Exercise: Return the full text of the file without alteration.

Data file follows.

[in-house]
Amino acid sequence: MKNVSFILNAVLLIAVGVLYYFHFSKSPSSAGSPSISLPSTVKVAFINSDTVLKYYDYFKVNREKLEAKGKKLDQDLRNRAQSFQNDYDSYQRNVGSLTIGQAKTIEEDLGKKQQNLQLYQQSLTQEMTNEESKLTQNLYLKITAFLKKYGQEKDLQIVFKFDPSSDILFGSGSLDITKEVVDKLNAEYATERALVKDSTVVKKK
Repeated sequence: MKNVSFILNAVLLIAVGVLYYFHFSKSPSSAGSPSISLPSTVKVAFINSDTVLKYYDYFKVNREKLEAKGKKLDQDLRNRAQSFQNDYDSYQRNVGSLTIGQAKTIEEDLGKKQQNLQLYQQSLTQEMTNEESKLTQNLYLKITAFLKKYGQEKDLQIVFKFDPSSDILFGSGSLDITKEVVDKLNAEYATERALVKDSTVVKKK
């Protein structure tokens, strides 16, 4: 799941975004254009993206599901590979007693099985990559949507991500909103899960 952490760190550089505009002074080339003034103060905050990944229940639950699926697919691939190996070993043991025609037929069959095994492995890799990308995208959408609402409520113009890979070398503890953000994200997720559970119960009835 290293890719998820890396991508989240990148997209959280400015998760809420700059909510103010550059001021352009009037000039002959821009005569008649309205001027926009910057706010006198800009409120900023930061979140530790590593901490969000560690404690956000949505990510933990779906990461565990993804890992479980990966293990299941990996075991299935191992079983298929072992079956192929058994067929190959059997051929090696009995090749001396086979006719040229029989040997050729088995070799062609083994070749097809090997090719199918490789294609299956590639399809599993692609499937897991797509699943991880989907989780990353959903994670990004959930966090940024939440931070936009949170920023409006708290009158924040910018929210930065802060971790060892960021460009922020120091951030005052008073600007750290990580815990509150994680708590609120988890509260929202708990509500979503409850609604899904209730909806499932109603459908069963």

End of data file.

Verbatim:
[in-house]
Amino acid sequence: MKNVSFILNAVLLIAVGVLYYFHFSKSPSSAGSPSISLPSTVKVAFINSDTVLKYYDYFKVNREKLEAKGKKLDQDLRNRAQSFQNDYDSYQRNVGSLTIGQAKTIEEDLGKKQQNLQLYQQSLTQEMTNEESKLTQNLYLKITAFLKKYGQEKDLQIVFKFDPSSDILFGSGSLDITKEVVDKLNAEYATERALVKDSTVVKKK
Repeated sequence: MKNVSFILNAVLLIAVGVLYYFHFSKSPSSAGSPSISLPSTVKVAFINSDTVLKYYDYFKVNREKLEAKGKKLDQDLRNRAQSFQNDYDSYQRNVGSLTIGQAKTIEEDLGKKQQNLQLYQQSLTQEMTNEESKLTQNLYLKITAFLKKYGQEKDLQIVFKFDPSSDILFGSGSLDITKEVVDKLNAEYATERALVKDSTVVKKK
């Protein structure tokens, strides 16, 4: 799941975004254009993206599901590979007693099985990559949507991500909103899960 952490760190550089505009002074080339003034103060905050990944229940639950699926697919691939190996070993043991025609037929069959095994492995890799990308995208959408609402409520113009890979070398503890953000994200997720559970119960009835 290293890719998820890396991508989240990148997209959280400015998760809420700059909510103010550059001021352009009037000039002959821009005569008649309205001027926009910057706010006198800009409120900023930061979140530790590593901490969000560690404690956000949505990510933990779906990461565990993804890992479980990966293990299941990996075991299935191992079983298929072992079956192929058994067929190959059997051929090696009995090749001396086979006719040229029989040997050729088995070799062609083994070749097809090997090719199918490789294609299956590639399809599993692609499937897991797509699943991880989907989780990353959903994670990004959930966090940024939440931070936009949170920023409006708290009158924040910018929210930065802060971790060892960021460009922020120091951030005052008073600007750290990580815990509150994680708590609120988890509260929202708990509500979503409850609604899904209730909806499932109603459908069963």